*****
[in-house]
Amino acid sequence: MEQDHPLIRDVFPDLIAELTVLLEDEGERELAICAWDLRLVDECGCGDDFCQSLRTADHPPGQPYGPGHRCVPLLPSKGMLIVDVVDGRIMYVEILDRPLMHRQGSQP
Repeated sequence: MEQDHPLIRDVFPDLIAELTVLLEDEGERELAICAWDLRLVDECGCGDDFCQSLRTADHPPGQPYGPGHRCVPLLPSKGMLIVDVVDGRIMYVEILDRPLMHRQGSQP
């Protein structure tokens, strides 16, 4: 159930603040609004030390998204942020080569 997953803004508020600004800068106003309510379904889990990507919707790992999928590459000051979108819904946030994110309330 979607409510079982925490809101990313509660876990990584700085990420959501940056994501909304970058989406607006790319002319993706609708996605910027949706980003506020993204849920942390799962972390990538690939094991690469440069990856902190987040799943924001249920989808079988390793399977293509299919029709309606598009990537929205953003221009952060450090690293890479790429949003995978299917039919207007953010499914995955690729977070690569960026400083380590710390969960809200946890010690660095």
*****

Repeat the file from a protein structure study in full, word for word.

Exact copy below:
[in-house]
Amino acid sequence: MEQDHPLIRDVFPDLIAELTVLLEDEGERELAICAWDLRLVDECGCGDDFCQSLRTADHPPGQPYGPGHRCVPLLPSKGMLIVDVVDGRIMYVEILDRPLMHRQGSQP
Repeated sequence: MEQDHPLIRDVFPDLIAELTVLLEDEGERELAICAWDLRLVDECGCGDDFCQSLRTADHPPGQPYGPGHRCVPLLPSKGMLIVDVVDGRIMYVEILDRPLMHRQGSQP
């Protein structure tokens, strides 16, 4: 159930603040609004030390998204942020080569 997953803004508020600004800068106003309510379904889990990507919707790992999928590459000051979108819904946030994110309330 979607409510079982925490809101990313509660876990990584700085990420959501940056994501909304970058989406607006790319002319993706609708996605910027949706980003506020993204849920942390799962972390990538690939094991690469440069990856902190987040799943924001249920989808079988390793399977293509299919029709309606598009990537929205953003221009952060450090690293890479790429949003995978299917039919207007953010499914995955690729977070690569960026400083380590710390969960809200946890010690660095």